Luminescence-Based Temperature Mapping and Sensing Systems
Luminescence-Based Temperature Mapping and Sensing Systems (LEW-TOPS-60)
Luminescence-based temperature mapping using Cr:GdAlO3 is capable of measuring temperatures up to 1300°C
NASA's Glenn Research Center has developed non-contact, ultra-bright luminescence-based surface temperature mapping and sensing systems capable of operating in environments with extremely high thermal radiation. This is accomplished through the use of a unique chromium-doped gadolinium aluminate (Cr:GdAlO3) temperature-sensing phosphor. This technology has been proven accurate up to 1300°C - a dramatic increase when compared to current state-of-the-art, which has only been demonstrated up to 600°C. In addition to providing breakthrough temperature measurement capability, this innovation is immune to electromagnetic interference, making it ideal for operation in harsh, high-temperature environments. Furthermore, its unprecedented ultra-bright intensity allows for accurate temperature measurements in the presence of high levels of background radiation.
In order to obtain real-time temperature measurements with this technology, the phosphor can either be applied as a coating onto the surface of the object for temperature mapping, or incorporated onto a sensor and attached to the end of a fiber-optic probe for local temperature measurements. Next, the object is exposed to a pulsed light source, which causes the temperature-sensing phosphor to produce an ultra-bright broadband emission. An algorithm is used to evaluate post-pulse emission decay time, which is then converted to a precise temperature reading. State-of-the-art temperature sensing phosphors suffer from thermal quenching, or unacceptable loss of signal intensity as temperature increases. Alternative high-temperature measurement systems such as thermocouples and pyrometers, offer only spot measurements. Moreover, thermocouples suffer from attachment issues and electromagnetic interference, while pyrometers frequently suffer from reflected radiation interference and unknown surface emissivity. Cr:GdAlO3, which retains ultra-bright emission intensity to temperatures well above 1000°C, provides an ideal solution to all of these issues with a few added benefits. It has a perovskite structure that is both non-reactive and stable in high-temperature environments. Furthermore, it possesses a favorable electron energy level spacing that enables this sensor to maintain stronger signal intensity than its competitors. Due to the broad absorption and emission bands for Cr:GdAlO3 there is considerable flexibility in the choice of excitation and emission wavelength detection bands. The combination of these factors makes this technology a clear choice for luminescence-based optical high-temperature sensing for a variety of industries from aerospace to manufacturing.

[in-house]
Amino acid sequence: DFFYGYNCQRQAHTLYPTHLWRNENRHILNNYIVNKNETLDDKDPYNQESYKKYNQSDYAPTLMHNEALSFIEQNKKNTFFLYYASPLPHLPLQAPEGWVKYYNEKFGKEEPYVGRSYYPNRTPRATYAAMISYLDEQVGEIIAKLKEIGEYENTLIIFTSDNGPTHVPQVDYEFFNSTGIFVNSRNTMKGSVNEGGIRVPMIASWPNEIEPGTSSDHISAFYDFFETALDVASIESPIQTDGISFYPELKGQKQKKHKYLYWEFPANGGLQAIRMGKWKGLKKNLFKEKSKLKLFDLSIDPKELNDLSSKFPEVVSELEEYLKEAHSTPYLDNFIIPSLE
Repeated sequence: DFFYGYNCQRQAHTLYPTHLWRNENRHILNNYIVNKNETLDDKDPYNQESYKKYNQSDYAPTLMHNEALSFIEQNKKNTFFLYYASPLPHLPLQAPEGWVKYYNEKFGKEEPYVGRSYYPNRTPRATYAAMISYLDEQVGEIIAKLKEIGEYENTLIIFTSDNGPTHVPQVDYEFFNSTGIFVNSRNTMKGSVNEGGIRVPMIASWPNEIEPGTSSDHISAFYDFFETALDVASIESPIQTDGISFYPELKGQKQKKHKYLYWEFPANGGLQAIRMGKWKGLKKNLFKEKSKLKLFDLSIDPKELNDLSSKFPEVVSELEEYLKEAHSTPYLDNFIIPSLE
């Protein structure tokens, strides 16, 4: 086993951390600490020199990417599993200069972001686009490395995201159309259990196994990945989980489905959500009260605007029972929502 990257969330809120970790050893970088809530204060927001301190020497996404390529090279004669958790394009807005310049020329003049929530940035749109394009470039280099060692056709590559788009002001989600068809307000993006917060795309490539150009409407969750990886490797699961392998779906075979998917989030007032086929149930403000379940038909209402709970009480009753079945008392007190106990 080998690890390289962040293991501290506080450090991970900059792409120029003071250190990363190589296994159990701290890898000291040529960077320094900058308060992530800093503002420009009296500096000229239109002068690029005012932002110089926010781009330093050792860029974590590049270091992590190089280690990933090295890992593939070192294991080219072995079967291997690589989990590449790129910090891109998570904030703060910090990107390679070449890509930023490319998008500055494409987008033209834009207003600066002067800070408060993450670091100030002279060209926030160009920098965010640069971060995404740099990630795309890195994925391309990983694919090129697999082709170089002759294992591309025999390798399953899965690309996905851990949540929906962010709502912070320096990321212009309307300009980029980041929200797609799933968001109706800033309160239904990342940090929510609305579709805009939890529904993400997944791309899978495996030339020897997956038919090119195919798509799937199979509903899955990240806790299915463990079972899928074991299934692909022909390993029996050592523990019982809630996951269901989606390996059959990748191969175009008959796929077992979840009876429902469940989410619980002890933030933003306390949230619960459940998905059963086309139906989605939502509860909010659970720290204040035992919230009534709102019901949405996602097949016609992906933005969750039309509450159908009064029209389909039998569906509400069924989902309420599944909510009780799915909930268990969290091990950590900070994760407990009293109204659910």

- Durable: Measures temperatures up to 1300°C in real- time
- Robust: Ideal for high-temperature, high-radiation, harsh environments
- Reliable: Immune to electromagnetic interference and chemical/thermal degradation
- Versatile: Can be used for full-field surface temperature mapping, as a temperature probe, or as a pressure sensor
- Oil and gas
- Industrial machinery
- Power (e.g., generators, nuclear reactors, power plants)
- Chemical and material processing
- Propulsion (i.e., rockets)
- Military (e.g., missiles, ballistics)
- Sensors (i.e., optical thermometers)